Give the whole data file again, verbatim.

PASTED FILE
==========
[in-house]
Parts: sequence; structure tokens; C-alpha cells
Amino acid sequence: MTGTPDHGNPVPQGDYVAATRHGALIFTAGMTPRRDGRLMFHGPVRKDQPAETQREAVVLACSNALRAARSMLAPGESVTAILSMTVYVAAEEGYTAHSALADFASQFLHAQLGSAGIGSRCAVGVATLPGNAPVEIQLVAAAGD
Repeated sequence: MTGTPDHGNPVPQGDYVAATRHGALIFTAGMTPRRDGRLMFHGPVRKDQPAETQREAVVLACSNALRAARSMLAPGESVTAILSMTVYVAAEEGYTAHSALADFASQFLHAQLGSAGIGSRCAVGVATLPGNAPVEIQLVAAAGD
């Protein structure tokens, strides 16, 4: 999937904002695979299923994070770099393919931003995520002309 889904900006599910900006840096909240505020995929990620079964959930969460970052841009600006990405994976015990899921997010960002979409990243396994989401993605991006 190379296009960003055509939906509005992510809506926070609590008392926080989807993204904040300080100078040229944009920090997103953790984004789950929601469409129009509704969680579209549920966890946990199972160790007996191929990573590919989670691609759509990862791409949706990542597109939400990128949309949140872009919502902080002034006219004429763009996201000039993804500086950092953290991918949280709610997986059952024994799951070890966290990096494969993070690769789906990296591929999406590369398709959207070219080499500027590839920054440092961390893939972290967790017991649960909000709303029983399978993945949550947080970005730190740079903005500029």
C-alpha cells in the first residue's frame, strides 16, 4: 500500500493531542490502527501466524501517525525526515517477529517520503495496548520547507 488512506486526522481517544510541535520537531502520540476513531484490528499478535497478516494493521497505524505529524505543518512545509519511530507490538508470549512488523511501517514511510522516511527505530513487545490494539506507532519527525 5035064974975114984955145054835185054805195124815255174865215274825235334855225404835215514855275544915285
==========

[in-house]
Parts: sequence; structure tokens; C-alpha cells
Amino acid sequence: MTGTPDHGNPVPQGDYVAATRHGALIFTAGMTPRRDGRLMFHGPVRKDQPAETQREAVVLACSNALRAARSMLAPGESVTAILSMTVYVAAEEGYTAHSALADFASQFLHAQLGSAGIGSRCAVGVATLPGNAPVEIQLVAAAGD
Repeated sequence: MTGTPDHGNPVPQGDYVAATRHGALIFTAGMTPRRDGRLMFHGPVRKDQPAETQREAVVLACSNALRAARSMLAPGESVTAILSMTVYVAAEEGYTAHSALADFASQFLHAQLGSAGIGSRCAVGVATLPGNAPVEIQLVAAAGD
């Protein structure tokens, strides 16, 4: 999937904002695979299923994070770099393919931003995520002309 889904900006599910900006840096909240505020995929990620079964959930969460970052841009600006990405994976015990899921997010960002979409990243396994989401993605991006 190379296009960003055509939906509005992510809506926070609590008392926080989807993204904040300080100078040229944009920090997103953790984004789950929601469409129009509704969680579209549920966890946990199972160790007996191929990573590919989670691609759509990862791409949706990542597109939400990128949309949140872009919502902080002034006219004429763009996201000039993804500086950092953290991918949280709610997986059952024994799951070890966290990096494969993070690769789906990296591929999406590369398709959207070219080499500027590839920054440092961390893939972290967790017991649960909000709303029983399978993945949550947080970005730190740079903005500029």
C-alpha cells in the first residue's frame, strides 16, 4: 500500500493531542490502527501466524501517525525526515517477529517520503495496548520547507 488512506486526522481517544510541535520537531502520540476513531484490528499478535497478516494493521497505524505529524505543518512545509519511530507490538508470549512488523511501517514511510522516511527505530513487545490494539506507532519527525 5035064974975114984955145054835185054805195124815255174865215274825235334855225404835215514855275544915285